Kelly JP, Johnson MC, Parker CW: Effect of inhibitors of arachidonic acid metabolism on mitogenesis in human lymphocytes: possible role of thromboxanes and products of the lipoxygenase pathway. J Immunol (122): 1563–1571, 1979.PubMedGoogle Scholar
  19. 19.
    Parker CW, Stenson WF, Huber MG, Kelly JP: Formation of thromboxane B2 and hydroxyarachidonic acids in purified human lymphocytes in the presence and absence of PHA. J Immunol (122): 1572–1577, 1979.PubMedGoogle Scholar
  20. 20.
    Webb DR, Nowowiejski I, Healy C, Rogers TJ: Immunosuppressive properties of leukotriene D4 and E4 in vitro. Biochem Biophys Res Commun (104): 1617–1622, 1982.PubMedCrossRefGoogle Scholar
  21. 21.
    Payan DG, Goetzl EJ: Specific suppression of human T lymphocyte function by leukotriene B4. J Immunol (131): 551–553, 1983.PubMedGoogle Scholar
  22. 22.
    Rola-Pleszczynski M, Borgeat P, Sirois P: Leukotriene B4 induces human suppressor lymphocytes. Biochem Biophys Res Commun (108): 1531–1537, 1982.PubMedCrossRefGoogle Scholar
  23. 23.
    Goodman MG, Weigle WO: Inhibition of lymphocyte mitogenesis by an arachidonic acid hydroperoxide. J Supramol Struct (13): 373–383, 1980.PubMedCrossRefGoogle Scholar
  24. 24.
    Gualde N, Rigaud M, Rabinovitch H, Durand J, Beneytout JL, Breton JC: Inhibition de la résponse lymphocytaire par les métabolites libérés par la lipoxygénase des macrophages chez la souris. C R Seances Acad Sci [III] (Paris) (293): 359–362 (Eng. Abstr.), 1981.Google Scholar
  25. 25.
    Gualde N, Chable-Rabinovitch H, Motta C, Durand J, Beneytout JL, Rigaud M: Hydroperoxyeicosatetraenoic acids-potent inhibitors of lymphocyte responses. Biochim Biophys Acta (750): 429–433, 1983.PubMedGoogle Scholar
  26. 26.
    Gualde N, Rabinovitch H, Fredon M, Rigaud M: Effects of 15-hydroperoxyeicosatetraenoic acid on human lymphocyte sheep erythrocyte rosette formation and response to Concanavalin A associated with HLA system. Eur J Immunol (12): 773–777, 1982.PubMedCrossRefGoogle Scholar
  27. 27.
    Gualde N: Les métabolites oxygénés de l’acide arachidonique et l’activité des lymphocytes. PhD thesis in immunology, Université Paris VI, Paris, 1983.Google Scholar
  28. 28.
    Gualde N, Goodwin JS, Chable-Rabinovitch H, Beneytout JL, Shinitzki M, Rigaud M: Fifth international congress of immunology, Kyoto, 1983.Google Scholar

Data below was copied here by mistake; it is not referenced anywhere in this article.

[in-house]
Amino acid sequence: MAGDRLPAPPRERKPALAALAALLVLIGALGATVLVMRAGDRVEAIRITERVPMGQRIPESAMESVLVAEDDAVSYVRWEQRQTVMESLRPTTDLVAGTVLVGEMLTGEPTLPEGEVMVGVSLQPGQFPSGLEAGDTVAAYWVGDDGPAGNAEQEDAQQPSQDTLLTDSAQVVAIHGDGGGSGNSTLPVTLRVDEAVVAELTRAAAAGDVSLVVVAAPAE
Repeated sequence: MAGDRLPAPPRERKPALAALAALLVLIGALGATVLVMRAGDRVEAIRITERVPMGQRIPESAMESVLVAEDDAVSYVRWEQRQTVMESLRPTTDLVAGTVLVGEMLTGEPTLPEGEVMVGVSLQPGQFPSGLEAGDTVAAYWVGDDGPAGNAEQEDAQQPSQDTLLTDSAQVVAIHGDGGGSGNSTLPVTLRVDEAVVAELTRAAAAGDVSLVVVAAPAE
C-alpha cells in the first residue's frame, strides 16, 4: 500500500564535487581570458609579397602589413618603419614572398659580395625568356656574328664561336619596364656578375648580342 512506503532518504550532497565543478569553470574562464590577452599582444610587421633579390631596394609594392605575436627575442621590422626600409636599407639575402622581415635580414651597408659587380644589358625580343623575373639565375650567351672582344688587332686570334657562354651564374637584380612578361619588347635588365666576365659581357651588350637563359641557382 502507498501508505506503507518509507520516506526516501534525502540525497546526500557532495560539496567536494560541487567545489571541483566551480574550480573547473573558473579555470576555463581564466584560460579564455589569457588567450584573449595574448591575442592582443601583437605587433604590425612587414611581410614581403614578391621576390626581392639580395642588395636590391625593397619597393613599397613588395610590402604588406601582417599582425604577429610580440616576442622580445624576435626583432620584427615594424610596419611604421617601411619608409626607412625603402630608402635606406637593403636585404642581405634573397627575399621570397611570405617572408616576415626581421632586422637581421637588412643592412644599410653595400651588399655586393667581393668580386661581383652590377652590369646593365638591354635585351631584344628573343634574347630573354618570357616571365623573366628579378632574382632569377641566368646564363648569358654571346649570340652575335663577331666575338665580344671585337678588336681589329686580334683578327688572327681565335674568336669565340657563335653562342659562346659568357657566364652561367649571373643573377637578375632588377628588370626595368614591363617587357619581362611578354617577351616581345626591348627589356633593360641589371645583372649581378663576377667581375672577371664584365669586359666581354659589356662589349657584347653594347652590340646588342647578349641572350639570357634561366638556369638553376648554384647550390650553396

29. 29.
    Goodwin JS, Gualde N, Aldigier J, Rigaud M, Vanderhoek JY: Modulation of Fcy receptors on T cells and monocytes by 15 hydroperoxyeicosatetraenoic acid. Prostaglandins Med (13): 109–112, 1984.CrossRefGoogle Scholar
  30. 30.
    Gualde N: First international workshop on lipoxygenase and animal tissues, Limoges, 1983.Google Scholar
  31. 31.
    Aldigier JC, Gualde N, Mexmain S, Chable-Rabinovitch H, Ratinaud MH, Rigaud M: Immunosuppression induced in vivo by 15 hydroxyeicosatetraenoic acid (15 HETE). Prostaglandins Med (13): 99–107, 1984.CrossRefGoogle Scholar
  32. 32.
    Gualde N, Rigaud M, Goodwin JS: Induction of suppressor cells from human peripheral blood T cells by 15 hydroperoxyeicosatetraenoic acid (15 HPETE). Clin Res (31): 490A, 1983.Google Scholar
  33. 33.
    Mexmain S, Gualde N, Aldigier JC, Motta C, Chable-Rabinovitch H, Rigaud M: Specific binding of 15 HETE to lymphocytes. Effects on the fluidity of plasmatic membranes. Prostaglandins Med (13): 93–97, 1984.CrossRefGoogle Scholar
  34. 34.
    Rola-Pleszczynski M, Gagnon L, Sirois P: International meeting on eicosanoids and cancer, Bandor, 1983.Google Scholar
  35. 35.
    Salmon JA, Smith DR, Flower RJ, Moncada S, Vane JR: Further studies on the enzymatic conversion of prostaglandin endoperoxide into prostacyclin by porcine aorta microsomes. Biochim Biophys Acta (523): 250–262, 1978.PubMedGoogle Scholar
  36. 36.
    Honn KV, Busse WD, Sloane BF: Prostacyclin and thromboxanes -implications for their role in tumor cell metastasis. Biochem Pharmacol (32): 1–11, 1983.PubMedCrossRefGoogle Scholar
  37. 37.
    Harbon S, Leiber D, Vesin M-F: Phospholipase A2 activation coupled to lipoxygenase and cyclooxygenase pathways in the guinea pig myometrium: interaction with the cyclic AMP and cyclic GMP systems. In: Samuelsson B, Paoletti R, Ramwell PW (eds) Advances in prostaglandin, thromboxane, and leukotriene research, Vol. 12. Raven Press, New York, 1983, pp 423–428.Google Scholar
  38. 38.
    Strom TB, Lundin AP, Carpenter CB: The role of cyclic nucleotides in lymphocyte activation and function. In: Schwartz RS (ed) Progress in clinical immunology, Vol. 3. Grune and Stratton, New York, 1977, pp 115–153.Google Scholar
  39. 39.
    Gualde N, Mexmain S, Aldigier JC, Goodwin JS, Rigaud M: Eicosanoids and the immune response. In: Craste de Paulet J (ed) Eicosanoids and cancer. Raven Press, New York, in press.Google Scholar

Copyright information

© Martinus Nijhoff Publishing, Boston 1985

Authors and Affiliations

There are no affiliations available

Personalised recommendations